I loved the first chapter. Were I to have made conclusions about the whole from the first part, they would have been positive. Not that my conclusions from the whole weren't, but the few chapters where I lost interest mute some of that positivity. This chapter is about the title characters - David and Goliath - and it sets the stage for the type of thinking and writing that Gladwell is famous for, and the direction that this novel will take. He questions the universal conception of the underdog and suggest what Phaedrus wrote long ago - "things are not always what they seem." Gladwell suggests that not only did David not play fairly, but also that Goliath, presumably evil giant threatening the poor shepherd boy, suffered from acromegaly (a disease that made him oversized and rendered him unable to see clearly).
Another topic that I found particularly interesting was the chapter on class size. Again, things are not always what they seem. Parents and schools have long pushed for smaller classes, and this is an oft touted "benefit" of private school education. However, Gladwell deconstructs the myth, and rebuilds, with studies and fact, conventional wisdom. Smaller classes are not, as it turns out, better for students. The twists and turns and use of evidence that the author brings in to support this argument are well worth the read.
This theme continues through many eras and cultures, and ultimately concludes in World War II France (and if you know me, you'll know I'm very drawn to WWII topics, and therefore this review likely has been swayed by the subject matter and the conclusions drawn in the last chapter). I so wanted the chapter on Caroline Sacks, a girl who had chosen Brown over University of Maryland for her education and had subsequently been pushed off the science track that she had set herself on when first arriving at college. This paraphrasing butchers the chapter and leaves out many intricacies of the argument and much of the directionality of the chapter; however, this character was someone I was immediately drawn to given my education and choices made in high school. And I had hoped that the conclusions would be more universal. But I felt that the character's story fizzled and the muscle behind her story lost its power as the chapter took shape. I saw many chapters go by way of this one, off into another direction, leaving the story behind and slightly unfinished.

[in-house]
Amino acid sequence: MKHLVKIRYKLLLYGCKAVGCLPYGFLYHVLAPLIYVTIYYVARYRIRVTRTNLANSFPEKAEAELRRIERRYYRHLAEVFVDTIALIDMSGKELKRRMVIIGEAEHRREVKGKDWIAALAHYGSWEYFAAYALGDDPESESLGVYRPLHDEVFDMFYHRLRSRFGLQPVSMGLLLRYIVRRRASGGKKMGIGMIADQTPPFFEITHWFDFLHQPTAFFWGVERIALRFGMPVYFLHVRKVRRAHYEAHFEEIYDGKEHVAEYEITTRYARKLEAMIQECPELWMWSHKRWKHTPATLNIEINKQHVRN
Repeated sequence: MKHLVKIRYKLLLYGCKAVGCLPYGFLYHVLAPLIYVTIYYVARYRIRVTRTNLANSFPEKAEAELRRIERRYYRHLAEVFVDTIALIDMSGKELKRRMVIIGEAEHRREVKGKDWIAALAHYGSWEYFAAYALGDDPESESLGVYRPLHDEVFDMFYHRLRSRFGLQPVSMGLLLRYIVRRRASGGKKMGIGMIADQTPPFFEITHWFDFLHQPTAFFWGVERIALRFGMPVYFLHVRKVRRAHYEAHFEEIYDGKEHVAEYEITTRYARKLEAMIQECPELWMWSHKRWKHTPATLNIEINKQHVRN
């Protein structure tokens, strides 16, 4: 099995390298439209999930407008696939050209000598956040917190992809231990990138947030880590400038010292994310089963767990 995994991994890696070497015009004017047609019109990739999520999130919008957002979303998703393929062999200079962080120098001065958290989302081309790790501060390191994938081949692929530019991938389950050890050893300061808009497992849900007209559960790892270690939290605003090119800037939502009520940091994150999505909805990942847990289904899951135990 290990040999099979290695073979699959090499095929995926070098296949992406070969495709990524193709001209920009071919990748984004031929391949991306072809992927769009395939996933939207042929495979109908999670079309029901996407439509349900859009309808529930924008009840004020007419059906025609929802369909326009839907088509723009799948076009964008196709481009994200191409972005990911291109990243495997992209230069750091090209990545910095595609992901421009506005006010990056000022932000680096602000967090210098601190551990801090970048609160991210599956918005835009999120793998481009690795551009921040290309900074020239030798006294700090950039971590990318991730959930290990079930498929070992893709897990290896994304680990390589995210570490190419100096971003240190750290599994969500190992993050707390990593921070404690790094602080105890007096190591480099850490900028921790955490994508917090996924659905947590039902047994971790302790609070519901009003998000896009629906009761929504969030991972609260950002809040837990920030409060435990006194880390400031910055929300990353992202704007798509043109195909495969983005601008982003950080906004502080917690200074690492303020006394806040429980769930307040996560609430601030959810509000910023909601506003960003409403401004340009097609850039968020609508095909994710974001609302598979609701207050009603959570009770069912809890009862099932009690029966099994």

The book to me felt like a university lecture, and a great one at that. I have listened to Gladwell's works in audiobook format in the past, and think this one would have been great too. I think his books, the subject matters that they cover, and the way in which the points are made are very well suited for audiobook format. Not everyone will like every chapter, but I think every reader would likely take away at least one piece of new information, even if it's a new take on an old story. This is definitely one of those books that would be suitable for discussion - in book club, in a class, or even amongst friends. There are so many possibilities that arise from it in terms of questions, and so many other stories that can be grouped under his hypothesis.
Emblematic of the thinking that underlies the entire book, is this quote from the final chapter:
"It is not the privileged and the fortunate who took in the Jews in France. It was the marginal and the damaged, which should remind us that there are real limits to what evil and misfortune can accomplish. If you take away the gift of reading, you create the gift of listening. If you bomb a city, you leave behind death and destruction. But you create a community of remote misses. If you take away a mother or a father, you cause suffering and despair. But one time out of that despair rises an indomitable force."